In the early years of the 21st Century, Rando launched a fine art reproduction business on the side while he worked in the photo personalization group at Kodak with the NEXPRESS.

Gallery Wrap Frames at MyPix2“I learned a ton about the photo market, and saw where silver halide was not the future of printing and that inkjet was the future. I figured it wouldn’t be long before production equipment and workflow would replace silver halide, but I thought it would happen a lot sooner than it did,” says Rando. “There is a lot of investment in the silver halide process, which slowed down the transition, plus it’s very low cost per square foot.”

Rando began researching and testing inkjet papers and pushed the highest performing and most affordable papers into the market. He was invested in inkjet early on, employing a battery of Epson printers for his work.

A break came in August 2010 when Rando pitched Living Social on a daily deal to market photos on canvas to consumers, leading to the launch of Artful Color’s consumer brand, MyPix2Canvas. Rando developed an e-commerce site and a production workflow for the brand and started selling coupons regionally.

Production at MyPix2“Within a few months we moved production out of my home and into an 1,800 square-foot building at a business park. Three months later we got our second building, three months later our third building, and three months later our fourth building. During that time we became a national deal on Living Social and were featured on the Today Show twice as a part of Jill’s Steals and Deals. In August of 2012 we moved into a large facility and occupied 13,000 feet of a 21,000 square foot facility, and just this last month we took over the remaining 8,000 square feet.”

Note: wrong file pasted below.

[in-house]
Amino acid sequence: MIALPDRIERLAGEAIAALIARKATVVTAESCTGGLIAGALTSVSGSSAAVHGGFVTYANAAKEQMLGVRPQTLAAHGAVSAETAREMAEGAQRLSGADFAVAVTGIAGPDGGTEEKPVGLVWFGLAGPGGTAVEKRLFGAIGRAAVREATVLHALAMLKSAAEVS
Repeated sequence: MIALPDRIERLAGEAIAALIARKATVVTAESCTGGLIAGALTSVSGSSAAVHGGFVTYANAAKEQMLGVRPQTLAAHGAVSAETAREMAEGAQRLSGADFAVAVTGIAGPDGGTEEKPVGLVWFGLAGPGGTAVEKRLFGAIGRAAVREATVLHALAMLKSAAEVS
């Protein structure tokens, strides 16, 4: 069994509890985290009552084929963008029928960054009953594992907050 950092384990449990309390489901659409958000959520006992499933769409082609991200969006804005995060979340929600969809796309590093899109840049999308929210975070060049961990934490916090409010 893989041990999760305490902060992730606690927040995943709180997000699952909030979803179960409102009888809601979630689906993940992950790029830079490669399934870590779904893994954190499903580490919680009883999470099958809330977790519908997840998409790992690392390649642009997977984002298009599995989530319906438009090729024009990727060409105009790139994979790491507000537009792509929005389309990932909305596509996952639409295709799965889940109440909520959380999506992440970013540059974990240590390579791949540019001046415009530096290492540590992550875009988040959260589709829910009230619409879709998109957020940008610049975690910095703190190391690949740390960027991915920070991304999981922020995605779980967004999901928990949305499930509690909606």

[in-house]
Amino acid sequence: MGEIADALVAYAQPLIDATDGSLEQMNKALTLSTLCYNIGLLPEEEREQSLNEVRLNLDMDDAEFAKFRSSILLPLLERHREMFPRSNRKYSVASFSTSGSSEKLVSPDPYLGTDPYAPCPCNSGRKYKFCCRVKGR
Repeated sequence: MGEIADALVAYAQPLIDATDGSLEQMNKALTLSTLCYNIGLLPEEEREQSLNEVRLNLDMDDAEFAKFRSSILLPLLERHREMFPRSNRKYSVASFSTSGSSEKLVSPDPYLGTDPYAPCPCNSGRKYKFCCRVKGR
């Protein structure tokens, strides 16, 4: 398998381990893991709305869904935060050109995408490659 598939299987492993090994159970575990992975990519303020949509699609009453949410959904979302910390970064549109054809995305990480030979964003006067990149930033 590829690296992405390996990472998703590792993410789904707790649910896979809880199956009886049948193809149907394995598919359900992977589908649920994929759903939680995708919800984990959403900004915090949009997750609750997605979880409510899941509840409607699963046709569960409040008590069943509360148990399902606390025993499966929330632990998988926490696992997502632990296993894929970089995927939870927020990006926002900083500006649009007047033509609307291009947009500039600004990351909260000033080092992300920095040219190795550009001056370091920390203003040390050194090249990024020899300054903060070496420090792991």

To cap it off, Artful Color recently took delivery of Epson’s new SureLab, a “dry lab” production machine that utilizes a special formulation of archival dye inks and is designed to replace the chemical process for producing portrait-sized photo prints.

Epson SureLab
The Epson SureLab, of which’s owner Damon Rando says regarding the dry lab’s output: “The amount of color gamut, tonal range and image fidelity is like nothing else I’ve ever seen.”

“The incredible thing about the SureLab is the archival dye inks it uses, instead of pigmented inks. The amount of color gamut, tonal range and image fidelity is like nothing else I’ve ever seen. We’ve refined the pigmented inkjet printing process, but the one area that still has some issues is that the five percent dark tinted gray tones have bronzing issues; you can still maintain the detail but you can’t quite maintain the richness of the blacks in that toning. The SureLab blows that away; it’s absolutely stunning,” says Rando. “What we can tell so far is that there are no shortcomings with the SureLab in image fidelity. The entire tonal range in every shading and the richness and vibrancy of every color in the rainbow is stunning.”